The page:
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Gun talks will continue after Senate negotiators miss Thursday deadline

Sen. Chris Murphy (D-Conn.) speaks at a news conference on Capitol Hill on June 14. (Jabin Botsford/The Washington Post)

Senators left Washington on Thursday with key elements still in dispute on a delicate bipartisan deal that could significantly expand federal gun laws for the first time in three decades.

The lack of firm agreement could foil leaders’ hopes of holding a Senate vote on a bill next week, and raised the prospect that a framework agreement released Sunday might not be able to be translated into a bill.

Sen. John Cornyn (Tex.), the top Republican negotiator, told reporters that he was “frustrated” about the lack of progress and tempered expectations that a deal could come together.

“I’m not as optimistic right now, but we’re continuing to work,” he said, leaving a meeting of the top four negotiators Thursday afternoon. He added: “We don’t have a deal about anything unless we have a deal about everything.”

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Later in the day, he left the Capitol to catch a flight back to Texas, indicating that the ball was in Democrats’ court: “At some point, you’ve just got to make a decision and when people don’t want to make a decision … you can’t accomplish the result. And that’s kind of where we are right now.”

But another Republican closely involved in the talks, Sen. Thom Tillis (N.C.), struck a more upbeat note and said a bill could be written as soon as Friday. And Sen. Chris Murphy (D-Conn.), the top Democratic negotiator, told reporters he still expected a final deal to come together.

“It comes with a lot of emotions, it comes with political risk to both sides,” he said. “But we’re close enough that we should be able to get there.”

Many of those involved in the talks have viewed Thursday as a deadline to come to agreement on key provisions, allowing for final drafting to occur and for a final bill to be filed Friday. That would allow Senate Majority Leader Charles E. Schumer (D-N.Y.) to begin the process of setting up votes for next week, allowing the legislation to be potentially passed ahead of a scheduled two-week recess.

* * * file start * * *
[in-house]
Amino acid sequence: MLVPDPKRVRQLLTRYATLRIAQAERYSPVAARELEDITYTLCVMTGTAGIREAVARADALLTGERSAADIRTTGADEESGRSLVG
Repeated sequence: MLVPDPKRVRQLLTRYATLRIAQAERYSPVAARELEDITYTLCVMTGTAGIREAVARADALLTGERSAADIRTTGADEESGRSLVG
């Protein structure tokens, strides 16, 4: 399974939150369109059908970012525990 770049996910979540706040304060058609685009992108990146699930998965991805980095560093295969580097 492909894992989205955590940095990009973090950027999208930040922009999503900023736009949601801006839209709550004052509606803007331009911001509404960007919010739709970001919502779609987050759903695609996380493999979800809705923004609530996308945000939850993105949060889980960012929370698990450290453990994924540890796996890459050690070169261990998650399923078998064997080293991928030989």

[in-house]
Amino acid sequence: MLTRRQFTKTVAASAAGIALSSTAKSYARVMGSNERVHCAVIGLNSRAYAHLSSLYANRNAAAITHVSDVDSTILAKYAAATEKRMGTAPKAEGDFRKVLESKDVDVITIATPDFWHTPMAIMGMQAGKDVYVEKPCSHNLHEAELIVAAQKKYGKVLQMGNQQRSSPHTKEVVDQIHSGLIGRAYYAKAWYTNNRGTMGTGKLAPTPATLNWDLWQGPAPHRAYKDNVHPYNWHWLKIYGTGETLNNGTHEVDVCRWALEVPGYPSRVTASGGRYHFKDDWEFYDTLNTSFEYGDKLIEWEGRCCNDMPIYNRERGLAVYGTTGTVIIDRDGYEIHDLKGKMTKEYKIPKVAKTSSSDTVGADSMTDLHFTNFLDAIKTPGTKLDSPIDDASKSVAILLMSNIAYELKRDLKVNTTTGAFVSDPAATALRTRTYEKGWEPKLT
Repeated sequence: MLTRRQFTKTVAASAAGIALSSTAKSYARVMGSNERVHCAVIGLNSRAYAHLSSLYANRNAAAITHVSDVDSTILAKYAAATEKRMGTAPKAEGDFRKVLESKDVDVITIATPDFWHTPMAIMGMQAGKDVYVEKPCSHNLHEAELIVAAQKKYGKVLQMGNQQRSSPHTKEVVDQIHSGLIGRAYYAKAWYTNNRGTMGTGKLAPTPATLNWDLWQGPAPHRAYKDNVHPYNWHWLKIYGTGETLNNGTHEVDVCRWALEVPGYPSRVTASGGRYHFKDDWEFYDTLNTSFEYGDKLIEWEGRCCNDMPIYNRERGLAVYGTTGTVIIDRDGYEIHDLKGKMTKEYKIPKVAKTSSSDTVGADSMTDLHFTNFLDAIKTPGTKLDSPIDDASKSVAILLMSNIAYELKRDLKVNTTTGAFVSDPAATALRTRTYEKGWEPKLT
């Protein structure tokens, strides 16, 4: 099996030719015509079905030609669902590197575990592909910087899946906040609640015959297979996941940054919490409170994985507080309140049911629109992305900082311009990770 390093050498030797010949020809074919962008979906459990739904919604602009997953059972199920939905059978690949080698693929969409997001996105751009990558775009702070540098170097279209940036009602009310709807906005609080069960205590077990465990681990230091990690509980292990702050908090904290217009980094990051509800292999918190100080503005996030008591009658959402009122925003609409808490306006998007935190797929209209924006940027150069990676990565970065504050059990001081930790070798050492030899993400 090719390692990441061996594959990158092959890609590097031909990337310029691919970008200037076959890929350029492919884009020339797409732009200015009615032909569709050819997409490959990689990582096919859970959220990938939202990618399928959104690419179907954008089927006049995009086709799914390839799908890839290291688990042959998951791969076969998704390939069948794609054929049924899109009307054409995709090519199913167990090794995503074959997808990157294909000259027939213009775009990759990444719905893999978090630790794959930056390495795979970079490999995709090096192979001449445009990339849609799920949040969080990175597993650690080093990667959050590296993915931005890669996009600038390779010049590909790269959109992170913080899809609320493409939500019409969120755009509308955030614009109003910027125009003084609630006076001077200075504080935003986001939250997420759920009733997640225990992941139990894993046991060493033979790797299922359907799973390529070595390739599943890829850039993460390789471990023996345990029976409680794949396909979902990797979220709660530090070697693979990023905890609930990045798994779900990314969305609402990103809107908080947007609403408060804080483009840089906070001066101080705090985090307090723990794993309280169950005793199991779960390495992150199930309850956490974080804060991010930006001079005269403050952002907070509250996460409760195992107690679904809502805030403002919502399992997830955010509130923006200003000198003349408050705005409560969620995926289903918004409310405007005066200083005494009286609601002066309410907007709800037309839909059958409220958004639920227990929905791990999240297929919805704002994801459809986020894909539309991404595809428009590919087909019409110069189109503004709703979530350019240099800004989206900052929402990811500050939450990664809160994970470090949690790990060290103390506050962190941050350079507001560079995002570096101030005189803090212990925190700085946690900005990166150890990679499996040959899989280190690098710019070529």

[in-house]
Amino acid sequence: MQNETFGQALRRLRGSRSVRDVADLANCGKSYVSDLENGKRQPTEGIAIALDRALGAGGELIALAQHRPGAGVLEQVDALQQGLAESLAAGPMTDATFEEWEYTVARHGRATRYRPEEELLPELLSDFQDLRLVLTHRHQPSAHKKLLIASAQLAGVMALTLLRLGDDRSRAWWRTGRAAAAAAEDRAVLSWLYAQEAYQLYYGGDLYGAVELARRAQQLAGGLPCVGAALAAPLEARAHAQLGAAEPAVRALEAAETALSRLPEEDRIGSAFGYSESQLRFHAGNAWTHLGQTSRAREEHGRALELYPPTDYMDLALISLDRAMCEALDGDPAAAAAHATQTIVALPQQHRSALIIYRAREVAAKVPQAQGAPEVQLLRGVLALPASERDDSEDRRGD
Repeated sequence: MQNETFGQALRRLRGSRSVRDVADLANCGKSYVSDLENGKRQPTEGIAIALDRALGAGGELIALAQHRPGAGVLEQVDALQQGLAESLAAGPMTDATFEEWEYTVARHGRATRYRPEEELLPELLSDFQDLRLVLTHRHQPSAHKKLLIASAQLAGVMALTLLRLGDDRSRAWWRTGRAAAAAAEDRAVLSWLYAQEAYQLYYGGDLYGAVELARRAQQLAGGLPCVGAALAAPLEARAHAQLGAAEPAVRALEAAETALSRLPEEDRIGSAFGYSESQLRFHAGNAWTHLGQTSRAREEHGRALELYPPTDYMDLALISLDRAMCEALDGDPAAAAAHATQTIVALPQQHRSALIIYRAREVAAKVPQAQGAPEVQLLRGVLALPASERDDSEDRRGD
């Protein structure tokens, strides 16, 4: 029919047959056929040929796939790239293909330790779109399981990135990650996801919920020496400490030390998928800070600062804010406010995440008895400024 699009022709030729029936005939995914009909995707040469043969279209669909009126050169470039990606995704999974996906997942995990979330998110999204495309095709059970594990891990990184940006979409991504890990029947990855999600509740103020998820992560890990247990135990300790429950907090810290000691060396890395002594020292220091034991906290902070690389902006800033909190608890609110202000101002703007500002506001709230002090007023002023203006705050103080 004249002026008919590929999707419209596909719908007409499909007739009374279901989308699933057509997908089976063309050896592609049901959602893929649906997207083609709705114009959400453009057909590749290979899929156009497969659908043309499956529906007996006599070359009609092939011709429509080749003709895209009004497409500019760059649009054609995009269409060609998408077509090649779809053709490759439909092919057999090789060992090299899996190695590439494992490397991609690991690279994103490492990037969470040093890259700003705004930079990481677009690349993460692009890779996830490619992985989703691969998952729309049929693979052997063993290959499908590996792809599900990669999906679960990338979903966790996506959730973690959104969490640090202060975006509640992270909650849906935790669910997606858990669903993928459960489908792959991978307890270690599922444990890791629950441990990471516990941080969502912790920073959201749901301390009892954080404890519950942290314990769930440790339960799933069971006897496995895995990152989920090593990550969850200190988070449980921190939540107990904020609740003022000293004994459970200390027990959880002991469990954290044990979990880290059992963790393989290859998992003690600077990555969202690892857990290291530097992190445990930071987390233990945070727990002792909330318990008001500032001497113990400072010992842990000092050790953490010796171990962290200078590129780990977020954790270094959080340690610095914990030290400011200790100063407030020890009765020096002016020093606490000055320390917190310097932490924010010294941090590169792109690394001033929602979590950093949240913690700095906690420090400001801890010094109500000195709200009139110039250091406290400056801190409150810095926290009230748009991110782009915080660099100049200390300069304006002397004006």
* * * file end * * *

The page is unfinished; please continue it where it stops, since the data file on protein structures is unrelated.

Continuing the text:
But with no agreement on key sticking points Thursday, and most senators not returning to Washington until Tuesday, the timeline was in question.

“We need to work through the next 24 hours but … we are operating as if we’re bringing this bill to the floor,” Murphy said.

Among the toughest issues, senators and other people familiar with the talks said, is what is often called the “boyfriend loophole.” Under current federal law, domestic violence offenders who abuse their spouses or partners they have lived with or had a child with can be barred from purchasing firearms, even if the underlying offense was a misdemeanor.

The framework released Sunday proposed adding offenders who were in a “continuing relationship of a romantic or intimate nature” with their victim. But turning that broad definition into legislative language has proved difficult, senators said.

Republicans are wary of writing too general a definition out of concern that it could be used too broadly to deny people their constitutional right to bear arms. “This has got to be something other than, you know, one date,” Cornyn said.

GOP negotiators also have pressed for a court process that would allow those who have been denied a firearm under the domestic violence provision to petition a judge to restore their right to own a gun. But Democrats are resisting attempts to water down the language, which has been a priority of gun-control and women’s advocates for years.

“Everyone who’s convicted of a crime has an ability to get that expunged or set aside in state court,” Murphy said. “But you know, I just — I’m of the view that if you beat the hell out of your dating partner, and you end up getting convicted for that crime, there should be consequences.”

Tillis said negotiators were examining state definitions of dating relationships and expressed optimism that a compromise was within reach.

Another contentious provision — creating a federal grant program that would help states implement red-flag laws that allow authorities to keep guns away from people judged to represent a threat to themselves or others — appeared to be back on track after Cornyn on Wednesday raised concerns that the program would disfavor states who choose not to enact those laws, which have been opposed by many gun rights activists.

“The Republicans clearly want to make sure that there’s money available for states that don’t move forward with red-flag laws, and we’re going to find a way to do that in this bill,” Murphy said.

The bipartisan framework couples several modest gun provisions — the closing of the boyfriend loophole, the federal grants for red-flag laws and expanded background checks for the youngest gun buyers — with new funding for mental health treatment and school security.

While the negotiators expressed optimism after the framework was released Sunday — with Murphy going so far as to say “the heavy lifting is done” — a final agreement was always contingent on producing draft legislation that comported with the framework.

The continuing clash Thursday over the thorny details vexed Cornyn, who said a failure to move on the bill next week would leave the fate of the entire framework in question.

“At some point, you’ve got to put your pens down — or at least you pick your pens up and write it and quit jawboning about it,” Cornyn said.